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Divers Make Grim Discovery After Indonesia Plane Crash

Body parts, wreckage found in Java Sea
By Newser Editors and Wire Services
Posted Jan 10, 2021 5:27 AM CST
Body Parts, Wreckage Found After Indonesia Plane Crash
President Director of Sriwijaya Air Jefferson Irwin Jauwena speaks to the media during a press conference at Soekarno-Hatta International Airport in Tangerang, Indonesia, Saturday, Jan. 9, 2021. A Sriwijaya Air's passenger jet carrying dozens if passengers lost contact with air traffic controllers minutes...   (AP Photo/Tatan Syuflana)

(Newser) – Indonesian divers on Sunday located parts of the wreckage of a Boeing 737-500 at a depth of 75 feet in the Java Sea, a day after the aircraft with 62 people onboard crashed shortly after takeoff from Jakarta, per the AP. Air Chief Marshal Hadi Tjahjanto said in a statement the parts included broken pieces of fuselage with aircraft registration parts. Earlier, rescuers pulled out body parts, pieces of clothing and scraps of metal from the surface. “Hopefully until this afternoon the current conditions and the view under the sea are still good so that we can continue the search,” he said. The break in the search for Sriwijaya Air Flight 182 came after sonar equipment on a navy ship detected a signal from the aircraft at a location that fit the coordinates from the last contact made by the pilots before the plane went missing on Saturday afternoon.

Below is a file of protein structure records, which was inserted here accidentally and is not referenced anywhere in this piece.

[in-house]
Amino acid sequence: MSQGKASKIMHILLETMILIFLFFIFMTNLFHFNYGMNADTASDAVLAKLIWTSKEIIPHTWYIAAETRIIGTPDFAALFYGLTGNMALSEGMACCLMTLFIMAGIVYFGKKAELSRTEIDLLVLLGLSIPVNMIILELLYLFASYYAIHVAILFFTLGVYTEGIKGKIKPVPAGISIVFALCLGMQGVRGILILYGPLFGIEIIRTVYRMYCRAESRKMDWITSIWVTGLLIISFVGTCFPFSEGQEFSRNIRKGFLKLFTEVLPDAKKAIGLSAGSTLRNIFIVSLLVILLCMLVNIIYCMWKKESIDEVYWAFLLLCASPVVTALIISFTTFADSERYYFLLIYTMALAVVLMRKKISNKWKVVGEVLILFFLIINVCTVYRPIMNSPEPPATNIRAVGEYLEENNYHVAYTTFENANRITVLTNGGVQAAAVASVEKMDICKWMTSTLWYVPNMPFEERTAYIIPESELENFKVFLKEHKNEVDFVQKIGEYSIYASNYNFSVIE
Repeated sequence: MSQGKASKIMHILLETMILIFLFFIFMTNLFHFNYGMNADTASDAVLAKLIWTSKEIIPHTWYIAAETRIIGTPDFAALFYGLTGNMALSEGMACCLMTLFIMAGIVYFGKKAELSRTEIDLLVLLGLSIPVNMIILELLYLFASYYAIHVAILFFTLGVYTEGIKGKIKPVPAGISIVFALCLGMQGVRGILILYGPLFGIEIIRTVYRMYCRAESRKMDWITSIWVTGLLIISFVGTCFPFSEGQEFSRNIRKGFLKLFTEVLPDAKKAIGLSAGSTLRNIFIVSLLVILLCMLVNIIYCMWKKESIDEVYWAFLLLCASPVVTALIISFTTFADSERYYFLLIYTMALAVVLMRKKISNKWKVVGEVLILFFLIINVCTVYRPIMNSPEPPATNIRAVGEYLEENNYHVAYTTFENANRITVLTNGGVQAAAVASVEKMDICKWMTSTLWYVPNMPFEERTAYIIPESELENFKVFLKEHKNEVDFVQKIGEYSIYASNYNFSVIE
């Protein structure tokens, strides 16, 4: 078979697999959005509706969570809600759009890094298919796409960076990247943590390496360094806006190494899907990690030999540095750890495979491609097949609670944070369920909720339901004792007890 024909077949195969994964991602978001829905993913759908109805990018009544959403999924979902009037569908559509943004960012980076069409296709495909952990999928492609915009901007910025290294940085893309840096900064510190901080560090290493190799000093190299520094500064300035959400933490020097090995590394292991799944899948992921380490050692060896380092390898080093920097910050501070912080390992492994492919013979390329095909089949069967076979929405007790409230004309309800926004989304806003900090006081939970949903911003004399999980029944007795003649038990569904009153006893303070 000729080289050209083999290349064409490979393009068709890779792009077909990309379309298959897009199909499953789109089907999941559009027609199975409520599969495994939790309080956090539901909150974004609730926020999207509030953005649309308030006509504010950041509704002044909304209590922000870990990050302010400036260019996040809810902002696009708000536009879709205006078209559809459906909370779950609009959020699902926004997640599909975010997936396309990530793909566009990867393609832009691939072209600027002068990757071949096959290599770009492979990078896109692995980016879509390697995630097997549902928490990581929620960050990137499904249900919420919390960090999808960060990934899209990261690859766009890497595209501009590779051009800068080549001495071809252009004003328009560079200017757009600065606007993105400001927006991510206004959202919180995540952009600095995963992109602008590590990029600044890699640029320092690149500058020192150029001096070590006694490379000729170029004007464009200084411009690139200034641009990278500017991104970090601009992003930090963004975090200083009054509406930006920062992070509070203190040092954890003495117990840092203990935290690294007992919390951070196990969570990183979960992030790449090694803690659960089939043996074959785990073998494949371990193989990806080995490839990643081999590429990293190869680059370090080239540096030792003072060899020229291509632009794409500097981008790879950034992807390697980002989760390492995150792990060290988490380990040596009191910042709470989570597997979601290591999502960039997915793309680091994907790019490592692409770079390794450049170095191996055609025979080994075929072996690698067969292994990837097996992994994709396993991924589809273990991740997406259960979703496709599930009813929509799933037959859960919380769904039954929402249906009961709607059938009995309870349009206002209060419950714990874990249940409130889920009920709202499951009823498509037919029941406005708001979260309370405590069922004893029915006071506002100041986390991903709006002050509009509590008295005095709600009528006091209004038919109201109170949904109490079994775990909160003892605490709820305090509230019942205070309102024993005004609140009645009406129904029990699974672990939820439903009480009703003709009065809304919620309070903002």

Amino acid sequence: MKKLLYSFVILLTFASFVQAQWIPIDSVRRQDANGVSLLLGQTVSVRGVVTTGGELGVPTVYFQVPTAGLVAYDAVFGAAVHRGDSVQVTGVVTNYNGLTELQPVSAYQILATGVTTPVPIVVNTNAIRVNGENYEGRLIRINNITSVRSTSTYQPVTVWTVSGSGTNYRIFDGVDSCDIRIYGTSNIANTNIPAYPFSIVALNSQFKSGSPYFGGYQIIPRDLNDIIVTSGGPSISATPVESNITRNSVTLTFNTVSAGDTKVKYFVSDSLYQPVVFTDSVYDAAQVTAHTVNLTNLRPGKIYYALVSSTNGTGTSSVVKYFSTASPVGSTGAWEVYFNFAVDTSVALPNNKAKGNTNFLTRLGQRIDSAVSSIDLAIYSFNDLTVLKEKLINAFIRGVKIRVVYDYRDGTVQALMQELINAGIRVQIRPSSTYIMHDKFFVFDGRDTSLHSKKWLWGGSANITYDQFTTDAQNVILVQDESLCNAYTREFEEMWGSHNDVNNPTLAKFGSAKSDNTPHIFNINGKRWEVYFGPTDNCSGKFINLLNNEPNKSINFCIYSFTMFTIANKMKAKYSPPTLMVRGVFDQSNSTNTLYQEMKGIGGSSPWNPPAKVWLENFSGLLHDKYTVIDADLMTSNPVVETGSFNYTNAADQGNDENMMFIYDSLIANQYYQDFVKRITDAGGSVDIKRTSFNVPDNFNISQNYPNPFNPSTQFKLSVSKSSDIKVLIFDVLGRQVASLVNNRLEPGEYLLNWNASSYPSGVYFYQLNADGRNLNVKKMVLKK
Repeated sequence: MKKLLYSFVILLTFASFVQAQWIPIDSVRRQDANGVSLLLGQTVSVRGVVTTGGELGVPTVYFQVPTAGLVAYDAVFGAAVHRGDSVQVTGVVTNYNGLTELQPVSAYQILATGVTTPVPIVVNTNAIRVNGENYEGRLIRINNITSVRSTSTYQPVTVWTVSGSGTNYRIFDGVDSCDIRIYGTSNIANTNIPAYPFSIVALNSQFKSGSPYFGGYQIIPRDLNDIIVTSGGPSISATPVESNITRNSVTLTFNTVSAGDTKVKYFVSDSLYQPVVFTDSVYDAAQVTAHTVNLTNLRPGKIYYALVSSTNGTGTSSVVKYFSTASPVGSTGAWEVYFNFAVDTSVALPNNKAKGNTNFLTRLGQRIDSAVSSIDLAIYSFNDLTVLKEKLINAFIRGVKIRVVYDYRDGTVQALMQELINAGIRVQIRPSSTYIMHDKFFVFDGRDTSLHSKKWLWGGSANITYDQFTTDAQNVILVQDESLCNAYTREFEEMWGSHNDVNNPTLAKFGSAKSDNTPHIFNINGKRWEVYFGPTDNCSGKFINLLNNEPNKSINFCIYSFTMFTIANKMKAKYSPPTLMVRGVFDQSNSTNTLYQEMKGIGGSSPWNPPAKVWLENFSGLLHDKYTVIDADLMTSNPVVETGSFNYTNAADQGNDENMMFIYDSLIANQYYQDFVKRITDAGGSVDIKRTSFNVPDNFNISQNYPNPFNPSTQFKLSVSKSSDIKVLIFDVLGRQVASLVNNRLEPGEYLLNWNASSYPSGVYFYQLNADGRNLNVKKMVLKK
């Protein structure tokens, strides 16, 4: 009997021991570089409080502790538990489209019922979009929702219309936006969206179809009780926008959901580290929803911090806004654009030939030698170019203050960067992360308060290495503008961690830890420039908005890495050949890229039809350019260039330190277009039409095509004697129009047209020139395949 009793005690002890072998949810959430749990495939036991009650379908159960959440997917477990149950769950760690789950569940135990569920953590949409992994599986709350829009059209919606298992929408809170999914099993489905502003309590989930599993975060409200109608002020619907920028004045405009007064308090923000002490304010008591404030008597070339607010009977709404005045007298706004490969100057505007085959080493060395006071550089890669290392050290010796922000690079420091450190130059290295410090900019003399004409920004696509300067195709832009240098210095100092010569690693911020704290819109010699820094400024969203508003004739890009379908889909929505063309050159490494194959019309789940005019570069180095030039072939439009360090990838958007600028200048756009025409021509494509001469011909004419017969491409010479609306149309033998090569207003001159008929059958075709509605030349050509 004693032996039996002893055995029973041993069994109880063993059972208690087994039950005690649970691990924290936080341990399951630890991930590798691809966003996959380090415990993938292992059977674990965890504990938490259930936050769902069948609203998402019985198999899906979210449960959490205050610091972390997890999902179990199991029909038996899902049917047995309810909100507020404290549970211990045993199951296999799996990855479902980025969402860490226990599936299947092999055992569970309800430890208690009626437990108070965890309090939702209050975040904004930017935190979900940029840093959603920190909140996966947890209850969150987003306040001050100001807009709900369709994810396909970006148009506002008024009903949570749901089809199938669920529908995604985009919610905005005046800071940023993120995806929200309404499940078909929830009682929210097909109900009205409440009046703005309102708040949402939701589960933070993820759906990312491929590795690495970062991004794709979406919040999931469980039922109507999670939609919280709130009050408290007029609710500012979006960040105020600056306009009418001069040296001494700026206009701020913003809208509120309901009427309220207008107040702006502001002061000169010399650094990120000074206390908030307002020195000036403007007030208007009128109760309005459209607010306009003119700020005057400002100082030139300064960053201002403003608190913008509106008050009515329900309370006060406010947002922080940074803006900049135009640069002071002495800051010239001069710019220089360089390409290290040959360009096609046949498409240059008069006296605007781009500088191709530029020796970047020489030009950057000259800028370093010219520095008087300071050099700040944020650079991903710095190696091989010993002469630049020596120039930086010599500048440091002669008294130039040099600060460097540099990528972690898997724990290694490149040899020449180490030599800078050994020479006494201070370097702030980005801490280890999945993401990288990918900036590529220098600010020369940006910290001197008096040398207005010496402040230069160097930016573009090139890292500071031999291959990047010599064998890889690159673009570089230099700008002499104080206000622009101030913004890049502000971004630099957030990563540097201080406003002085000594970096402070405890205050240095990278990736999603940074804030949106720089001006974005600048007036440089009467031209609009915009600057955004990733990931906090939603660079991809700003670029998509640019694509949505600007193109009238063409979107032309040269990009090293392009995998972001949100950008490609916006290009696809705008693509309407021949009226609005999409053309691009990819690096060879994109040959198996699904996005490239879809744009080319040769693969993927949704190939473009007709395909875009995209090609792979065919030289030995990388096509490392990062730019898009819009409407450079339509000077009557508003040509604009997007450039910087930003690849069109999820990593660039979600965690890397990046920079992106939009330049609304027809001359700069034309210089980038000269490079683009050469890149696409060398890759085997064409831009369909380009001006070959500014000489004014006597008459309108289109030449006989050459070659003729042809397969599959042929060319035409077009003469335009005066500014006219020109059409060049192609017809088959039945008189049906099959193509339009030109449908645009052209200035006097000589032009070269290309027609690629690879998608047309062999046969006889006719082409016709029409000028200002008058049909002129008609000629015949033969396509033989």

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It’s still unclear what caused the crash. There was no sign of survivors. “I represent the government and all Indonesians in expressing my deep condolences for this tragedy," President Joko Widodo said. Fishermen in the area between Lancang and Laki islands, part of an archipelago around Thousand Islands north of Jakarta’s coast, reported hearing an explosion around 2:30pm Saturday. Transportation Minister Budi Karya Sumadi said Flight SJ182 was delayed for an hour before it took off at 2:36pm. It disappeared from radar four minutes later, after the pilot contacted air traffic control to ascend to an altitude of 29,000 feet, he said. There were 62 people on board, including seven children and three babies.

(Read more Indonesia stories.)

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